Alostil - General Information
A potent direct-acting peripheral vasodilator (vasodilator agents) that reduces peripheral resistance and produces a fall in blood pressure. (From Martindale, The Extra Pharmacopoeia, 30th ed, p371)
Pharmacology of Alostil
Alostil is an orally effective direct acting peripheral vasodilator that reduces elevated systolic and diastolic blood pressure by decreasing peripheral vascular resistance. Alostil is also used topically to treat androgenetic alopecia. Microcirculatory blood flow in animals is enhanced or maintained in all systemic vascular beds. In man, forearm and renal vascular resistance decline; forearm blood flow increases while renal blood flow and glomerular filtration rate are preserved. The predominant site of minoxidil action is arterial. Venodilation does not occur with minoxidil; thus, postural hypotension is unusual with its administration. The antihypertensive activity of minoxidil is due to its sulphate metabolite, minoxidil sulfate.
Alostil for patients
The patient should be fully aware of the importance of continuing all of his antihypertensive medications and of the nature of symptoms that would suggest fluid overload. A patient brochure has been prepared and is included with each minoxidil package.
Minoxidil tablets contain minoxidil, a medicine for the treatment of high blood pressure in the patient who has not been controlled or is experiencing unacceptable side effects with other medications. It must usually be taken with other medicines.
Be absolutely sure to take all of your medicines for high blood pressure according to your doctor's instructions. Do not stop taking minoxidil unless your doctor tells you to. Do not give any of your medicine to other people.
It is important that you look for the warning signals of certain undesired effects of minoxidil. Call your doctor if they occur. Your doctor will need to see you regularly while you are taking minoxidil. Be sure to keep all your appointments or to arrange for new ones if you must miss one.
Do not hesitate to call your doctor if any discomforts or problems occur.
The information here is intended to help you take minoxidil properly. It does not tell you all there is to know about minoxidil. There is a more technical leaflet that you may request from the pharmacist; you may need your doctor's help in understanding parts of that leaflet.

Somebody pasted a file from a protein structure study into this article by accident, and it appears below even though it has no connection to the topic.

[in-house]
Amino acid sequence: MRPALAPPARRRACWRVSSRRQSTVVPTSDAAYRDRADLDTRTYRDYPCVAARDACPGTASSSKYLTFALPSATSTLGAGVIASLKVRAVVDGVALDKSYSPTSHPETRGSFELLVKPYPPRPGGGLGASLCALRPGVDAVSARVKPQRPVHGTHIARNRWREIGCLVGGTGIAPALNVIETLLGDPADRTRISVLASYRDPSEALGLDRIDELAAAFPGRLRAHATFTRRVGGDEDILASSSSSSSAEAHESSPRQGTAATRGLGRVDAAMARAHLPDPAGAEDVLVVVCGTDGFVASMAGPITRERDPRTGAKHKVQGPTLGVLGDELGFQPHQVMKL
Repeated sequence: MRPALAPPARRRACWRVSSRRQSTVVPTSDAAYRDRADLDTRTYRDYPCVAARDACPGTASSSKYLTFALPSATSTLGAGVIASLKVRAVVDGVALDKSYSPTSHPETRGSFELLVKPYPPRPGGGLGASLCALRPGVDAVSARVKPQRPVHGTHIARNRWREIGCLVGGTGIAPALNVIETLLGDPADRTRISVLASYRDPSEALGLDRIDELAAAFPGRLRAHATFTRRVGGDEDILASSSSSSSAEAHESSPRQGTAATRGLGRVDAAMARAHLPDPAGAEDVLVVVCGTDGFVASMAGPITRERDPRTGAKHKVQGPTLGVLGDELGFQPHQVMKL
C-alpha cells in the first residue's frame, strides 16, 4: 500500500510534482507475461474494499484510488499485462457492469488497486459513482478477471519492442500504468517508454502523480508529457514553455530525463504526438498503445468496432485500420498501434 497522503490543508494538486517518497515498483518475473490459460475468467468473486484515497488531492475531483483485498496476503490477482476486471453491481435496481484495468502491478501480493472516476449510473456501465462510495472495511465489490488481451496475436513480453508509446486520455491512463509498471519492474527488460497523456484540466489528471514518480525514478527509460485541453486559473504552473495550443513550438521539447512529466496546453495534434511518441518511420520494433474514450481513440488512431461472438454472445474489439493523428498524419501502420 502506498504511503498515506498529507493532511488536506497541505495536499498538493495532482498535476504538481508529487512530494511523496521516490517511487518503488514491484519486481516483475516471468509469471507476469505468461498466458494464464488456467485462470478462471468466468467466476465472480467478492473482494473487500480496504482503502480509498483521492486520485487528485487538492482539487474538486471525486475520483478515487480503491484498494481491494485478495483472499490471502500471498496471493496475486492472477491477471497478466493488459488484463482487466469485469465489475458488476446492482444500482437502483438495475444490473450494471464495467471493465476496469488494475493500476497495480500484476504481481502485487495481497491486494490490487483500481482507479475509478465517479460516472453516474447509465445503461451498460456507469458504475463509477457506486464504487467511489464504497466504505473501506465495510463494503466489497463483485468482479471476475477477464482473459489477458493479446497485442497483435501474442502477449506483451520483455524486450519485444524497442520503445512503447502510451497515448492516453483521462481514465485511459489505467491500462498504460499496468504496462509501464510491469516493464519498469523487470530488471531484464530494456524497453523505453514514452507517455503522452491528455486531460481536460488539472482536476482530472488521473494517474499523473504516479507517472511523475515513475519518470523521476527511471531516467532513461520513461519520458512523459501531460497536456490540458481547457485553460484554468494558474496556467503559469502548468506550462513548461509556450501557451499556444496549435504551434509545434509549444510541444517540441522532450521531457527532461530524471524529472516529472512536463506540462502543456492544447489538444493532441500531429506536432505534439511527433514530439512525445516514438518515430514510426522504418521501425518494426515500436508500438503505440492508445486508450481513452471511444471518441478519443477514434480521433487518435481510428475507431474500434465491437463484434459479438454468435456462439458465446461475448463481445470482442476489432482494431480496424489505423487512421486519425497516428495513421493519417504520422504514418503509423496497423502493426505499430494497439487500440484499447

What is Minoxidil?
Minoxidil tablets contain minoxidil which is a drug for lowering the blood pressure. It works by relaxing and enlarging certain small blood vessels so that blood flows through them more easily.
Why lower blood pressure?
Your doctor has prescribed minoxidil to lower your blood pressure and protect vital parts of your body. Uncontrolled blood pressure can cause stroke, heart failure, blindness, kidney failure and heart attacks.
Most people with high blood pressure need to take medicines to treat it for their whole lives.
Who should not take Minoxidil?
There are many people with high blood pressure, but most of them do not need minoxidil. Minoxidil is used ONLY when your doctor decides that:
1. your high blood pressure is severe;
2. your high blood pressure is causing symptoms or damage to vital organs; and
3. other medicines did not work well enough or had very disturbing side effects.
Minoxidil should be taken only when a doctor prescribes it. Never give any of your minoxidil tablets, or any other high blood pressure medicine, to a friend or relative.
Pregnancy: In some cases doctors may prescribe minoxidil for women who are pregnant or who are planning to have children. However, its safe use in pregnancy has not been established. Laboratory animals had a reduced ability to become pregnant and a reduced survival of offspring while taking minoxidil, if you are pregnant or are planning to become pregnant, be sure to tell your doctor.
How to take minoxidil.
Usually, your doctor will prescribe two other medicines along with minoxidil. These will help lower blood pressure and will help prevent undesired effects of minoxidil.
Often, when a medicine like minoxidil lowers blood pressure your body tries to return the blood pressure to the original higher level. It does this by holding on to water and salt (so there will be more fluid to pump) and by making your heart beat faster, To prevent this, your doctor will usually prescribe a water tablet to remove the extra salt and water from your body (a diuretic dye-u-RET-tic) and another medicine to slow your heart beat.
You must follow your doctor's instructions exactly, taking all the prescribed medicines, in the right amounts, each day. These medicines will help keep your blood pressure down. The water tablet and heart beat medicine will help prevent the undesired effects of minoxidil.
Minoxidil tablets come in two strengths (2 1/2 milligrams and 10 milligrams) that are marked on each tablet. Pay close attention to the tablet markings to be sure you are taking the correct strength. Your doctor may prescribe half a tablet, the tablets are scored (partly cut on one side) so that you can easily break them.
When you first start taking minoxidil, your doctor may need to see you often in order to adjust your dosage. Take all your medicine according to the schedule prescribed by your doctor. Do not skip any doses. If you should forget a dose of minoxidil, wait until it is time for your next dose, then continue with your regular schedule, Remember: do not stop taking minoxidil, or any other, high blood pressure medicines, without checking with your doctor. Make sure that any doctor treating or examining you knows that you are taking high blood pressure medicines, including minoxidil.
Even if you take all your medicines correctly, minoxidil tablets may cause undesired effects. Some of these are serious and you should be on the lookout for them. If any of the following warning signals occur, you must call your doctor immediately: